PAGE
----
How to develop your coaching philosophy!

Developing your coaching philosophy isn’t a quick process. In fact, throughout your coaching career, you will always be adding to your coaching philosophy, improving it throughout. There are many ways you can develop your coaching philosophy and I highly recommend you try the following ways:

  • Find a mentor! – If you spoke to all the great coaches around the world you would usually find that at some point in their career they had a mentor. You can take many coaching courses but they won’t compare to the guidance of an experienced coach can give you.
  • Read books by great coaches! – Many good coaches have written very informative books and blogs to help others learn from them. I have listed some books that I recommend in one of my earlier posts on how to become a top youth football coach: a guide for parents and coaches, all books will help develop your philosophy.
  • Watch other coaches! – I really encourage that you watch other good coaches at work. Watching coaches on a regular basis will give you lot’s of ideas that you can then bring into your own coaching methods. Ensure that whoever you decide to see has a similar philosophy to you. You don’t want to see a coach who has a completely different take on how you want to play the game.
  • Develop a style of play! – At some point, you will need to develop a system that will connect all your new ideas from the training ground to the real game. A style of play is your team’s identity, Do you like to build possession through the thirds? or do you prefer to attack teams quickly with fast-flowing football?. It could easily be a mixture of the two but you need to have a clear idea of how you want to play the game. This will help you construct the sessions you need to achieve this.
  • Take Action! – Once you learn something useful go out and give it a try. You will never succeed at anything unless you step outside your comfort zone. The best coaches are the creative ones, who are not afraid to try something that no one else is trying.

Learn from Failure!

It is important that you take every failure or defeat as a lesson in itself. To fail is not a bad thing, in fact, I have probably learned a lot more from the failures in my time then the successes. What you choose to do after each failure will define you as a coach, this is why it is very important to have your philosophy in place.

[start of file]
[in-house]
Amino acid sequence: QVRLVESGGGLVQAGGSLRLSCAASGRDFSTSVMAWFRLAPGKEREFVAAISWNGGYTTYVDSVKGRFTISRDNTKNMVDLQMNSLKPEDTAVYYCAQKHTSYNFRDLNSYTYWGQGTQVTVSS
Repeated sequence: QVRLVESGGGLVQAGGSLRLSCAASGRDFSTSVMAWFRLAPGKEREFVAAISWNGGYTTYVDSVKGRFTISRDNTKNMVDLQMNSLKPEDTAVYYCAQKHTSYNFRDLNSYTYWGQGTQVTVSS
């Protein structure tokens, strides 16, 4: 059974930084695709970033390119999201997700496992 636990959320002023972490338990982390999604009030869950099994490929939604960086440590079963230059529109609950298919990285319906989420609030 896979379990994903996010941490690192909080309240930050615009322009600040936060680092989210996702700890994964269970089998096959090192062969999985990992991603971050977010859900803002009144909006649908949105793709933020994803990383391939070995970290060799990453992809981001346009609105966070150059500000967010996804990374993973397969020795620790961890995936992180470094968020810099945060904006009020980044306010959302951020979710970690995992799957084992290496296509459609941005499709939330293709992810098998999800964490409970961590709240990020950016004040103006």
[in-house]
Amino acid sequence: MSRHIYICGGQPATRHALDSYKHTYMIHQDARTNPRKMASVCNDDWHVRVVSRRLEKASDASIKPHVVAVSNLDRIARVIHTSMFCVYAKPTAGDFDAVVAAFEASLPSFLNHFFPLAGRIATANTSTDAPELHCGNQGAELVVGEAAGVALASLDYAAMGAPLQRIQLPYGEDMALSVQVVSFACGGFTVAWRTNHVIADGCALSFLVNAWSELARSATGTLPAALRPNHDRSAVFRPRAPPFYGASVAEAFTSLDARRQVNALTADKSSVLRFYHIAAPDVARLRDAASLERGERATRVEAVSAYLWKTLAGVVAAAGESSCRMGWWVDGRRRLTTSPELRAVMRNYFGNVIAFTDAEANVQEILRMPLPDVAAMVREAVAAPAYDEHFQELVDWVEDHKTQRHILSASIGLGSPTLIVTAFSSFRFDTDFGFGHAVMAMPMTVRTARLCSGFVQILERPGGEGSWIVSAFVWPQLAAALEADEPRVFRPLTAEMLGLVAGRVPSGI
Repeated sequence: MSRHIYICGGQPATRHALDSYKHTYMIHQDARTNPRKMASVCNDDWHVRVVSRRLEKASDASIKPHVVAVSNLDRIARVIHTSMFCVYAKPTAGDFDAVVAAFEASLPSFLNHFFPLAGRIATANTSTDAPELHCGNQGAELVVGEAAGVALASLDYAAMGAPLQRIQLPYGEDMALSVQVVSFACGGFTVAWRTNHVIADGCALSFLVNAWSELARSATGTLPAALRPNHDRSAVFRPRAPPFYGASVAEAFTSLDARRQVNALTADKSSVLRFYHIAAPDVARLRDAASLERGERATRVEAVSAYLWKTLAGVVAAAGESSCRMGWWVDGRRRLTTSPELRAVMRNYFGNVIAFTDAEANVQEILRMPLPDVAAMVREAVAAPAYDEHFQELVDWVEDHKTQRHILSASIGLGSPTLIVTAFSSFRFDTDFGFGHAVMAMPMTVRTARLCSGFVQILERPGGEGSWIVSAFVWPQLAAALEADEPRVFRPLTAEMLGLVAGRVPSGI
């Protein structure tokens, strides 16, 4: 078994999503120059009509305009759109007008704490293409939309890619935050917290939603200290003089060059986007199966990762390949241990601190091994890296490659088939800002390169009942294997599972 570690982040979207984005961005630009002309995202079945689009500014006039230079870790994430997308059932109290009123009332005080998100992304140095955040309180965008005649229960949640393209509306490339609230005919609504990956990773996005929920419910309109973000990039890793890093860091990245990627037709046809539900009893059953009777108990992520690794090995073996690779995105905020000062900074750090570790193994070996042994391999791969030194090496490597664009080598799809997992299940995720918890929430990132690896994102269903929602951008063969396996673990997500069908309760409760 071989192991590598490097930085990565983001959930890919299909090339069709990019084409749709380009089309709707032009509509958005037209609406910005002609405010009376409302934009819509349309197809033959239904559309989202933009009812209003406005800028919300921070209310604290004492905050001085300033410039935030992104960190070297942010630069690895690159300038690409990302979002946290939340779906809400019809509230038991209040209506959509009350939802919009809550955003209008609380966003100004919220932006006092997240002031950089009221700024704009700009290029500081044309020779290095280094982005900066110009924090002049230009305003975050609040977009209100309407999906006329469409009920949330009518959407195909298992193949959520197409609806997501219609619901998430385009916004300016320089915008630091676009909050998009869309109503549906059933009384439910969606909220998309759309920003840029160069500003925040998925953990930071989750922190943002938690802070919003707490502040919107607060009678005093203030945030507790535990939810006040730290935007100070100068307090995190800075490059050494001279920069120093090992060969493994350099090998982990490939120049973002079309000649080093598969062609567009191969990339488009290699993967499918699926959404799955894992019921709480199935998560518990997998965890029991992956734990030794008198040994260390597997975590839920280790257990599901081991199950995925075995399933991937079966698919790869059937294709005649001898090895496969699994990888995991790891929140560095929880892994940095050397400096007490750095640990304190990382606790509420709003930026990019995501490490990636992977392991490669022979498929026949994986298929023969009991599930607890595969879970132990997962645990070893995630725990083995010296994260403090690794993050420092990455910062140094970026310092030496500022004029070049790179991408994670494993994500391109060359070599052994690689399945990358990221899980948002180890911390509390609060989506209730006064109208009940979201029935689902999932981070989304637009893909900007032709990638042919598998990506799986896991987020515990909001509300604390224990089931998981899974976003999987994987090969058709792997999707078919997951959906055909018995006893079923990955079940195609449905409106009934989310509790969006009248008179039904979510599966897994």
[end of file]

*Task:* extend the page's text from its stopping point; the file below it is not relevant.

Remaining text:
If you continue with no guidance then you will probably just think “I need to change my formation” or “my team is not fit enough, they need to run more laps”. As a coach this dated way of thinking will not help, you need to be better then that and stick to your coaching philosophy. Instead of going away from your principles for a quick fix, think how can you stick to your philosophy but do it better. Think about how can you structure each session better, so the players can learn your style of play? or what can you do to further motivate the players?.

“Only those who dare to fail greatly can ever achieve greatly.” Robert F. Kennedy          


If you do not have a clear coaching philosophy then you should begin to put one together. It will definitely help throughout your coaching career and give you guidance when there are difficult decisions to be made.

It is no coincidence that every top coach you read about today, will talk about how important their coaching philosophy is and that they will always stick to it even if things are not going well.

Remember if things are not working it is important not to give up on your philosophy and learn from your failures. Always think about how can you continue what you’re doing but do it better.

The Author

Kurtis is the Head coach at ‘Let’s Play The Game ’ and has over 15 years of coaching experience. He is also a head coach at a junior school and club level. Kurtis has experience in training and mentoring grassroots coaches in the West Midlands area. He holds a Diploma of Higher Education in Sports Coaching, FA Level 2 Badge Holder and is currently doing the FA youth module level 3. He has the Premier Skills Coach Education Award